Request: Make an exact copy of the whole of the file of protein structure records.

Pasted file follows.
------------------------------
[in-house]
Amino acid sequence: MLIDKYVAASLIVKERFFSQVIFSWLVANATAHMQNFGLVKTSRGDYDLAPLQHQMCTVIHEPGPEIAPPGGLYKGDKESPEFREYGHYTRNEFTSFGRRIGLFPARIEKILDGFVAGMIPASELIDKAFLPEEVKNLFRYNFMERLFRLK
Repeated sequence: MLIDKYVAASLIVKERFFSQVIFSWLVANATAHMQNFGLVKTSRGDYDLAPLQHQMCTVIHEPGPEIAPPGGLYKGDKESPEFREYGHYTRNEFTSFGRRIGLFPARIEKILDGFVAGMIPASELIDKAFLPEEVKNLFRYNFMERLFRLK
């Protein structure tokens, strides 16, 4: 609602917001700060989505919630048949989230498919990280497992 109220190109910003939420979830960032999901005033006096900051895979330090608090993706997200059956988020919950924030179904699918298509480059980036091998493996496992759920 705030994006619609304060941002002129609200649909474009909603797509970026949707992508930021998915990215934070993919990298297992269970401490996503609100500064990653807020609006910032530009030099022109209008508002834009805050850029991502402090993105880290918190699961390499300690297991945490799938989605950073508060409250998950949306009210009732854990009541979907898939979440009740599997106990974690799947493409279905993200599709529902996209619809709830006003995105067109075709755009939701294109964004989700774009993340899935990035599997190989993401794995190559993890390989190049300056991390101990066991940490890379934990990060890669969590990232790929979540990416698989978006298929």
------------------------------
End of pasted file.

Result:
[in-house]
Amino acid sequence: MLIDKYVAASLIVKERFFSQVIFSWLVANATAHMQNFGLVKTSRGDYDLAPLQHQMCTVIHEPGPEIAPPGGLYKGDKESPEFREYGHYTRNEFTSFGRRIGLFPARIEKILDGFVAGMIPASELIDKAFLPEEVKNLFRYNFMERLFRLK
Repeated sequence: MLIDKYVAASLIVKERFFSQVIFSWLVANATAHMQNFGLVKTSRGDYDLAPLQHQMCTVIHEPGPEIAPPGGLYKGDKESPEFREYGHYTRNEFTSFGRRIGLFPARIEKILDGFVAGMIPASELIDKAFLPEEVKNLFRYNFMERLFRLK
């Protein structure tokens, strides 16, 4: 609602917001700060989505919630048949989230498919990280497992 109220190109910003939420979830960032999901005033006096900051895979330090608090993706997200059956988020919950924030179904699918298509480059980036091998493996496992759920 705030994006619609304060941002002129609200649909474009909603797509970026949707992508930021998915990215934070993919990298297992269970401490996503609100500064990653807020609006910032530009030099022109209008508002834009805050850029991502402090993105880290918190699961390499300690297991945490799938989605950073508060409250998950949306009210009732854990009541979907898939979440009740599997106990974690799947493409279905993200599709529902996209619809709830006003995105067109075709755009939701294109964004989700774009993340899935990035599997190989993401794995190559993890390989190049300056991390101990066991940490890379934990990060890669969590990232790929979540990416698989978006298929």